Re: Question about Queens
Sometimes, if you manage carefully, you can manage to have a huge colony with two queens - mother and daughter. It has been reported in the literature.
But to answer your question more specifically, it is nature's way of perpetuating the species. Whether you accept evolution or the hand of a Creator, or combination thereof, for one of those mysterious reasons, it was decided that a second queen enables the colony to split, thus establishing two colonies (parent and child, if you will). Thus if something happens to one, the other might survive, ensuring perpetuation of the species. Not all of your eggs in one basket, as it were. If both survive, the following year they split again, thus four colonies.... in nature it is a matter of numbers.... So with honeybees, the more colonies there are, the greater the probability the species survives.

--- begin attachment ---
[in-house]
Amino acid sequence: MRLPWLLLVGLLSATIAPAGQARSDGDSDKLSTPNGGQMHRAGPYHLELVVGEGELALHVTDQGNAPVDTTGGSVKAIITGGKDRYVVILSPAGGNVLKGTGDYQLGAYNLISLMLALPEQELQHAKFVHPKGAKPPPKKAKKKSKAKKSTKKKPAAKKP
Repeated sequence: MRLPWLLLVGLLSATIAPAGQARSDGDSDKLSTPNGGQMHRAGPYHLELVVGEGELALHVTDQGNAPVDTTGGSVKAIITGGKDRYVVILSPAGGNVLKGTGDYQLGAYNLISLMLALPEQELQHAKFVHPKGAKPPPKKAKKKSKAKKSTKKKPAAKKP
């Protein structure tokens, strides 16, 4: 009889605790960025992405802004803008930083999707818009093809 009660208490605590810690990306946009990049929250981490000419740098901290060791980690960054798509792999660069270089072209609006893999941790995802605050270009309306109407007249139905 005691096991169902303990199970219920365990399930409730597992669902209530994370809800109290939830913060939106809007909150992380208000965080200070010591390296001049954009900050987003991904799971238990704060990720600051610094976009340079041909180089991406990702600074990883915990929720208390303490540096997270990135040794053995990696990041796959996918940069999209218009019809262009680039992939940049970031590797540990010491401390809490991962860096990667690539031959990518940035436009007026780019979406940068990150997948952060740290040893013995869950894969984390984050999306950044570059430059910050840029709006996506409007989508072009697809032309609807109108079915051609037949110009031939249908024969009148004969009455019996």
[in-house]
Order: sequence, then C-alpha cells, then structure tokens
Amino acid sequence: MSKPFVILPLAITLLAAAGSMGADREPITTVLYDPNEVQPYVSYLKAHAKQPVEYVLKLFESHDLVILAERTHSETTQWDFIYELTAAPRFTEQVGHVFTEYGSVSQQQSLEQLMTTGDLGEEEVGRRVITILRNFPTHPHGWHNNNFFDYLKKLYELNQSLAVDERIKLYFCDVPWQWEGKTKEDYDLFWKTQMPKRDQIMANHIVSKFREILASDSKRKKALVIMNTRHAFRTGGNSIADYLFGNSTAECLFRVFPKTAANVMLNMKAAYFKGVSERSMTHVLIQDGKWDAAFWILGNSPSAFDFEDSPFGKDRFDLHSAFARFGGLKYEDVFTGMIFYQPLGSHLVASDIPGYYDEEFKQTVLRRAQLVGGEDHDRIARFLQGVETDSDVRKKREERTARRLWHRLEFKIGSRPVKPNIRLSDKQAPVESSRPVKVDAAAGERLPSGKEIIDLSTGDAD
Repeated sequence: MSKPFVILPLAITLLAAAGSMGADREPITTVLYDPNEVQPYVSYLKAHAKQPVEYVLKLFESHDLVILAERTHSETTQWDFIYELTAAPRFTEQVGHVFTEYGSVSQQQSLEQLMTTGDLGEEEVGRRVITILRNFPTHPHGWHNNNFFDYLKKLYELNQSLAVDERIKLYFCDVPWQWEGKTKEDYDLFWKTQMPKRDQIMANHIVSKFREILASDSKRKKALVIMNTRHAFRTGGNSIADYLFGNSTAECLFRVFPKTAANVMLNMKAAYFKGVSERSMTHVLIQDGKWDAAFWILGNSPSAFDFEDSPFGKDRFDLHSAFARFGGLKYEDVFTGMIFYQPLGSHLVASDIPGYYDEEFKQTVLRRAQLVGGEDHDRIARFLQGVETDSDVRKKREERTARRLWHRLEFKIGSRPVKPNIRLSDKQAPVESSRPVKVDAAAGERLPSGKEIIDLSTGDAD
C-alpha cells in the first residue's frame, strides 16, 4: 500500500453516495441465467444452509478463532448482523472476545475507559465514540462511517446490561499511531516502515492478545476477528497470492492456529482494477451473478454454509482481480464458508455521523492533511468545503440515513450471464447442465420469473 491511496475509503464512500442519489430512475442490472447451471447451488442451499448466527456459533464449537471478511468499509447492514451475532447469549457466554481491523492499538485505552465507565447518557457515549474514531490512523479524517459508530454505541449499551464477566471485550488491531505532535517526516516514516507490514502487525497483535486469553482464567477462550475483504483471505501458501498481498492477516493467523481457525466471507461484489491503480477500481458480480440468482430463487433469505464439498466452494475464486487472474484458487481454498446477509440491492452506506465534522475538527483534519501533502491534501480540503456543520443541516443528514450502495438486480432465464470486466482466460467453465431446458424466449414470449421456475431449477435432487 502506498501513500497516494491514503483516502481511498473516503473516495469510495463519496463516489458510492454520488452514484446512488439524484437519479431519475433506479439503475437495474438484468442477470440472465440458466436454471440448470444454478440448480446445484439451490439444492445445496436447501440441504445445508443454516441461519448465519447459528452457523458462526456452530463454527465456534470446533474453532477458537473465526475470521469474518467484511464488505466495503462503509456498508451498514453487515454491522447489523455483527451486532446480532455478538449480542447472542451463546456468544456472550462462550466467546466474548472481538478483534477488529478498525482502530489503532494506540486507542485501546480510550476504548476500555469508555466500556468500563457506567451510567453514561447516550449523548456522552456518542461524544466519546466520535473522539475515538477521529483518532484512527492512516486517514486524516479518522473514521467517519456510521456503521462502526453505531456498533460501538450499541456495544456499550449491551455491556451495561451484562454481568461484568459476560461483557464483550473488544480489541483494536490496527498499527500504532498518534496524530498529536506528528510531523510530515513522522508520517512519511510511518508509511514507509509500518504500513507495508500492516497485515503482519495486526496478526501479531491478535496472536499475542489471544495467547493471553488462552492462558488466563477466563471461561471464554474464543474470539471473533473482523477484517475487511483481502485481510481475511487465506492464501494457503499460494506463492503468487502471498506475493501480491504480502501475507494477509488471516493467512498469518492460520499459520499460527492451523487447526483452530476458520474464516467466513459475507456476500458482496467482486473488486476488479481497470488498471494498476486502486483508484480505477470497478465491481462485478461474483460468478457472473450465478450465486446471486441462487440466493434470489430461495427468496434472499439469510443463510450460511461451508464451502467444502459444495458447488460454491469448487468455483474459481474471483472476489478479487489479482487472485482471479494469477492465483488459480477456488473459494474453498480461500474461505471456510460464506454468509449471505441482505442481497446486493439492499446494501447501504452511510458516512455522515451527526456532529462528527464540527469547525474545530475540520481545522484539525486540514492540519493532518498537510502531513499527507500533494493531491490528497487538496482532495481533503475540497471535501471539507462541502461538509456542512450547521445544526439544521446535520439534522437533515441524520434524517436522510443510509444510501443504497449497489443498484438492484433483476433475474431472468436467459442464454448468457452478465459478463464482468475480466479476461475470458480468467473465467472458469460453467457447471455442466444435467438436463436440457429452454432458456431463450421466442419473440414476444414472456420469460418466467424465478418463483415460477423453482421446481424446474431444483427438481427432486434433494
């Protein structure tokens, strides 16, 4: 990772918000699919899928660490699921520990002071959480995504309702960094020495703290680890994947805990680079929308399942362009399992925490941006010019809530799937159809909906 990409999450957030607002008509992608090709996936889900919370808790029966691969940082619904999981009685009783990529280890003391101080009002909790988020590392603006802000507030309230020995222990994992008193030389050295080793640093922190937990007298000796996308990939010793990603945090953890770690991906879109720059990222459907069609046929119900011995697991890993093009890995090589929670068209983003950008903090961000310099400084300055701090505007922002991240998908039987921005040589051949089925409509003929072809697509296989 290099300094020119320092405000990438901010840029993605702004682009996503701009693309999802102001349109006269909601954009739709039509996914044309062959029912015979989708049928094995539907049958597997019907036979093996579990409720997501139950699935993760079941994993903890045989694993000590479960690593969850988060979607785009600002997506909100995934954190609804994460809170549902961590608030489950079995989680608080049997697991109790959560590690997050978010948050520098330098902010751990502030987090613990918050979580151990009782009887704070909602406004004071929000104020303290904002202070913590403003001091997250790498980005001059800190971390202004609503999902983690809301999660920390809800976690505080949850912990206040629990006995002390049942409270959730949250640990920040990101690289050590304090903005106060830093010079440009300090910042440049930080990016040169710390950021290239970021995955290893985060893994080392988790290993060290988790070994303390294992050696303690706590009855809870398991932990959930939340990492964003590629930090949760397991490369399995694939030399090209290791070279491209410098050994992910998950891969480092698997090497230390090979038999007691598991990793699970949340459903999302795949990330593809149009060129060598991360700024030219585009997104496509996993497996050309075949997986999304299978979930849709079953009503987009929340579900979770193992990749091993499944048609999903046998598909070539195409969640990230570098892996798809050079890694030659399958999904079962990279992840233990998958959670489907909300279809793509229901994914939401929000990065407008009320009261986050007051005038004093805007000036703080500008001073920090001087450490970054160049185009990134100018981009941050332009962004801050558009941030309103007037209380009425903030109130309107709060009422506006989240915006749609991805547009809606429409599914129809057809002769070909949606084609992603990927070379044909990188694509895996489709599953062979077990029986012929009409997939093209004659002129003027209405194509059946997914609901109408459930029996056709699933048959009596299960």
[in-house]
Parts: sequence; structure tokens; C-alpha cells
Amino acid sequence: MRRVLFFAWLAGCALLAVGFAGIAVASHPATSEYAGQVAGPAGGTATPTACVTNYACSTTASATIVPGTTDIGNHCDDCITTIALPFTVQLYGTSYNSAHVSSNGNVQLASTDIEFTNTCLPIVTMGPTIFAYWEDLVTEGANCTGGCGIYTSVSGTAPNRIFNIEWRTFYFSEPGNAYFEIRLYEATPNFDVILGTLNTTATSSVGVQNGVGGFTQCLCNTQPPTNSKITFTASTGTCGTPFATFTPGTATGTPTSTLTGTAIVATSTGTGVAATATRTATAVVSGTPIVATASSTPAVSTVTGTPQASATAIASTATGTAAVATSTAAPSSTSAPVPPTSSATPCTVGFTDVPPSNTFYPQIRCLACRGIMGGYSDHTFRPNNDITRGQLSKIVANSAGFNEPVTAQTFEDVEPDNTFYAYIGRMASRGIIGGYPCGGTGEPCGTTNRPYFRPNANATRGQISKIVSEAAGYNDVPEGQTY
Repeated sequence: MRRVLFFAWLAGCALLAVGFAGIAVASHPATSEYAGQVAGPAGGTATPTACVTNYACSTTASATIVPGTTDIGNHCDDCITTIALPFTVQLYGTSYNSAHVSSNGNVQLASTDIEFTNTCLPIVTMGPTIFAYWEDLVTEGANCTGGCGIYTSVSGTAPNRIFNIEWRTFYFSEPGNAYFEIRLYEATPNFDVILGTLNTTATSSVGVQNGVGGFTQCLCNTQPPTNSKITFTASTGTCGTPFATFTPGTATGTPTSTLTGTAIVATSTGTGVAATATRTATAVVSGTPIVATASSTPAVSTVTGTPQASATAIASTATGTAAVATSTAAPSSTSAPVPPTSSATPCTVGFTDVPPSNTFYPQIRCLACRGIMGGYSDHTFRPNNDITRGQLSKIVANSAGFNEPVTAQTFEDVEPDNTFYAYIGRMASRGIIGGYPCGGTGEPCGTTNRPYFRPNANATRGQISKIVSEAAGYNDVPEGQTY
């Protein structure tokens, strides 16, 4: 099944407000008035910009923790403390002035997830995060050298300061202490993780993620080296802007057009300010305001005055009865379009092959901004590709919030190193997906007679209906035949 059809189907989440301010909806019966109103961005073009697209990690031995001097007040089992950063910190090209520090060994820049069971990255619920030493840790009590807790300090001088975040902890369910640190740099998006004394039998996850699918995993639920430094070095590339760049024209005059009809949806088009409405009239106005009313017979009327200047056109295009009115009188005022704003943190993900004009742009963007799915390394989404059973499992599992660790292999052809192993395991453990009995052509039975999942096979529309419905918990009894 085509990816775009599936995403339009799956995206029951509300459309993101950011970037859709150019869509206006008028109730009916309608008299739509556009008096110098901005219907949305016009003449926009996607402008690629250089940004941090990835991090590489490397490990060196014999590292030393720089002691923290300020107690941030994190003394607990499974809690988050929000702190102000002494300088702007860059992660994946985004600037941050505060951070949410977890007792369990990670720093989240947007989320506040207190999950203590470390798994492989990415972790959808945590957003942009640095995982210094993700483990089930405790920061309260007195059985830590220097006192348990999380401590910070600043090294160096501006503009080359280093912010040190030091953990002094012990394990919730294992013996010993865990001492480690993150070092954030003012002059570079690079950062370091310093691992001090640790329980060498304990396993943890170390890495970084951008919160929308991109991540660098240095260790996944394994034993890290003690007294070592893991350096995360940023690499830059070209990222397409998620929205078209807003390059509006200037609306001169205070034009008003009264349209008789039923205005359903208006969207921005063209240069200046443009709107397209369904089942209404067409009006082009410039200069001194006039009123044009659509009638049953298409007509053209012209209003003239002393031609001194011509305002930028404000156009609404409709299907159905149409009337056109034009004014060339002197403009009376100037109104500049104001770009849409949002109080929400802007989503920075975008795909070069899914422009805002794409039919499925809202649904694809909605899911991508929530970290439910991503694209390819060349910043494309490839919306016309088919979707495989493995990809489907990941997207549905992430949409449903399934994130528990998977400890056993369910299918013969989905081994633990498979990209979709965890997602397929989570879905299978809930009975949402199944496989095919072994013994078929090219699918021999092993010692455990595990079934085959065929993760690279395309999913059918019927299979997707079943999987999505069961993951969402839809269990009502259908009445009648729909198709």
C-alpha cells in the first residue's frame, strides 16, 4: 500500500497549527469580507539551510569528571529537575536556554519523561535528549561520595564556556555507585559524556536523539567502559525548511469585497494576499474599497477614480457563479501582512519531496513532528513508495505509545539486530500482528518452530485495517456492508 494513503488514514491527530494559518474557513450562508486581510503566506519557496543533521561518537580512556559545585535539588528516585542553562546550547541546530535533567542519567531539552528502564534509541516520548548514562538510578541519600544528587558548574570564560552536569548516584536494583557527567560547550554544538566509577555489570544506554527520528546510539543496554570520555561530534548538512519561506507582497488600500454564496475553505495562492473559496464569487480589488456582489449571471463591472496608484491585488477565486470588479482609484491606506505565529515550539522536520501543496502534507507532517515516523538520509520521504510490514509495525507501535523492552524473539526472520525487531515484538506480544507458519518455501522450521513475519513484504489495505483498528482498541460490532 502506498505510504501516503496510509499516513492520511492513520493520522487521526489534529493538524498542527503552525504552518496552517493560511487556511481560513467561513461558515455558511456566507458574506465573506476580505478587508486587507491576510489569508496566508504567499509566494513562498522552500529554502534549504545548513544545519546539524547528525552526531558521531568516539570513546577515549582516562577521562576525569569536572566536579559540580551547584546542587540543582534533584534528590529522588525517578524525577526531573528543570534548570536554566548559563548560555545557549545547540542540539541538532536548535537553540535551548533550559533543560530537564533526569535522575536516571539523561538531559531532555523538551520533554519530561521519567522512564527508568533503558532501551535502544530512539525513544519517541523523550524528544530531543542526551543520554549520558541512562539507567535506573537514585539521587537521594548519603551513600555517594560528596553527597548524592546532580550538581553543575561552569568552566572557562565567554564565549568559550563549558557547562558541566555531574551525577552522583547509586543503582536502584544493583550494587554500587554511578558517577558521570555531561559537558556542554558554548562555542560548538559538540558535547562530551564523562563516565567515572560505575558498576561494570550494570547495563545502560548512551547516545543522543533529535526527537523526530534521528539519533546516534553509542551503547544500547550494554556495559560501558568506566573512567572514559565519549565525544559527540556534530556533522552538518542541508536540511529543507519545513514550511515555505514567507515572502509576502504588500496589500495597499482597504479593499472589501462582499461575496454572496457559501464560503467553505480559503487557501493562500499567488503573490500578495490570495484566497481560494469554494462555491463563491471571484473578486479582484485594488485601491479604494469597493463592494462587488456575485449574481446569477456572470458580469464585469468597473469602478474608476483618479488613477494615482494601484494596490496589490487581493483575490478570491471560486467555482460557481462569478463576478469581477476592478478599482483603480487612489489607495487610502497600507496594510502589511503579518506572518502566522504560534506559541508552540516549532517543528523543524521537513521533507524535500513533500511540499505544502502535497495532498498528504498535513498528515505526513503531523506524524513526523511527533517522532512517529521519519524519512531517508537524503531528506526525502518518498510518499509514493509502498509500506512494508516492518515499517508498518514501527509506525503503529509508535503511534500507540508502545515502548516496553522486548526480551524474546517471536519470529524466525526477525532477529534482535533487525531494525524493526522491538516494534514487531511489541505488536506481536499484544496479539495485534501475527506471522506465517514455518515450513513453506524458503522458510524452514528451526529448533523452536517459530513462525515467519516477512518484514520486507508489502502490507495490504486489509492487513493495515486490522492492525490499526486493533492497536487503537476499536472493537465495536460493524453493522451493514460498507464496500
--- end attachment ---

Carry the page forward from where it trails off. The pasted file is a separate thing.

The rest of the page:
There was an article in our newspaper this past week about a faun that was found, in ill health, overloaded with ticks. I might have this backwards, (probably do!) but the article quoted an expert that 60% of the fauns die each year. Only 40% mature. So for the species to survive, you have to have a high birth rate. The hive swarming is the birth of a new hive.
Another factor would be space. A prolific queen can lay 1,000 to 2,000 eggs a day. A good queen could thus, in nature, fill up available space, lounge around for a while, then get to work again... There just would not be enough room, physically, in a natural hive (tree hollow, or wherever) to accomodate two normal laying queens.
"If all you have is a hammer, the whole world is a nail." - A.H. Maslow